In January 2004, a team of astronomers led by Lance Benner of JPL pinged 2004 MN4 using the giant Arecibo radar in Puerto Rico. (Coincidentally, the Arecibo dish is about the same size as the asteroid.) Echoes revealed the asteroid's precise distance and velocity, "allowing us to calculate the details of the 2029 flyby," says Giorgini, who was a member of the team along with Benner, Mike Nolan (NAIC) and Steve Ostro (JPL).
More data are needed to forecast 2004 MN4's motion beyond 2029. "The next good opportunities are in 2013 and 2021," Giorgini says. The asteroid will be about 9 million miles (14 million km) from Earth, invisible to the naked eye, but close enough for radar studies. "If we get radar ranging in 2013, we should be able to predict the location of 2004 MN4 out to at least 2070."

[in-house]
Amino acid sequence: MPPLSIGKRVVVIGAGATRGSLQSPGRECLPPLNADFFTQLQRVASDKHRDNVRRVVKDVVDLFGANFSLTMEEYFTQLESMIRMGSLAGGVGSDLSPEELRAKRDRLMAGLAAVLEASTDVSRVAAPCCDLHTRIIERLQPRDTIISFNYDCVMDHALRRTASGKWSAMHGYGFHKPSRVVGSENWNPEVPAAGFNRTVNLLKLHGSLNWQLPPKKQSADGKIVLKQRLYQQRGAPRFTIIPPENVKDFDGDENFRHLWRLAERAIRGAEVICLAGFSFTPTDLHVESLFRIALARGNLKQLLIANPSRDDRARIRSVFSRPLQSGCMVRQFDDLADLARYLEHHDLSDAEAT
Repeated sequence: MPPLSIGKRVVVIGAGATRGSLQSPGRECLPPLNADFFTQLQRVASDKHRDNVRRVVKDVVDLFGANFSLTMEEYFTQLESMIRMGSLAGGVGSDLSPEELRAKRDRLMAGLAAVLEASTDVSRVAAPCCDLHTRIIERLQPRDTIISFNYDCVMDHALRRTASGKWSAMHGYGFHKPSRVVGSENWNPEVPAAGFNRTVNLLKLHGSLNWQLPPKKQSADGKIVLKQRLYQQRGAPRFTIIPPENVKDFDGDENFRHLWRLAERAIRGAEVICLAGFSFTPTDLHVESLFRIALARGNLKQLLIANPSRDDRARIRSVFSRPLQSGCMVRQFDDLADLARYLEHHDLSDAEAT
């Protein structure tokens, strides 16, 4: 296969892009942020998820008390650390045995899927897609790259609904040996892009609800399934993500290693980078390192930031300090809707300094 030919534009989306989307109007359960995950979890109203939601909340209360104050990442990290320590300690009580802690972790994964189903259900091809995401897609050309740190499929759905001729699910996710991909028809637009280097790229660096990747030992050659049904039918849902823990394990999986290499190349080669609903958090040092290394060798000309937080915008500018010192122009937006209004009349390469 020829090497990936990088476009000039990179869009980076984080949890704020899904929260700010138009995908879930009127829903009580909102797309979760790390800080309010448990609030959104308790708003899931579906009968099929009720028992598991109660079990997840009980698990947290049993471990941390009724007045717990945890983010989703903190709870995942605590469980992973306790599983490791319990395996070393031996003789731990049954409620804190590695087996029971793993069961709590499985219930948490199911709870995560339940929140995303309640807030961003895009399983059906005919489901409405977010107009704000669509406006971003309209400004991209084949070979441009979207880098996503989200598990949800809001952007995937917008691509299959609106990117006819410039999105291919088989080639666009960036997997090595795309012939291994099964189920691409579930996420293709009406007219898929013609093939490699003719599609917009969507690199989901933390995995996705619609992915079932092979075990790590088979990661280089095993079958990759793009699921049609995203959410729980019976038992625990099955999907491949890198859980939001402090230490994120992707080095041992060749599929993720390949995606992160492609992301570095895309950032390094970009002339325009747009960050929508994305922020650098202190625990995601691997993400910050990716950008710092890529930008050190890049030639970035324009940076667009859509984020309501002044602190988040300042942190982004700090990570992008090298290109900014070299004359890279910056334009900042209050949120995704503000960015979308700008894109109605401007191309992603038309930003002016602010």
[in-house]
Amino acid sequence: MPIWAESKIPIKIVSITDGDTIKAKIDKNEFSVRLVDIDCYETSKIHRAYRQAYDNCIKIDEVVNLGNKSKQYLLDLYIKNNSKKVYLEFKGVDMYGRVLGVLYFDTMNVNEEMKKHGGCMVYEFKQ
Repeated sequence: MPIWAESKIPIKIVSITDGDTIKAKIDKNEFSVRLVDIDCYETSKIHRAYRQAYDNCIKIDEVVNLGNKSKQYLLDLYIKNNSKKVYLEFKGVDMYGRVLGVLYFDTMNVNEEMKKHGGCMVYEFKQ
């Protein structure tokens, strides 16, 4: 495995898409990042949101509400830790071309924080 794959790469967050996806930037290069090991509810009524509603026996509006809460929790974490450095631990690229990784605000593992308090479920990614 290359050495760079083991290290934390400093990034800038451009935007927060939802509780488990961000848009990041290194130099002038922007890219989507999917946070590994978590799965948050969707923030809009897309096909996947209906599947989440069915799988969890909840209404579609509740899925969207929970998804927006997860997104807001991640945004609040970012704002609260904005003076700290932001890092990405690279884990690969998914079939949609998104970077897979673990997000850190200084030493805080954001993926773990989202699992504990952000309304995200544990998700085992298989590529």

9. Section 4 provides that if only House amendment #2 is adopted, that amendment shall be engrossed as an amendment in the nature of a substitute to the Senate amendment to H.R. 2029.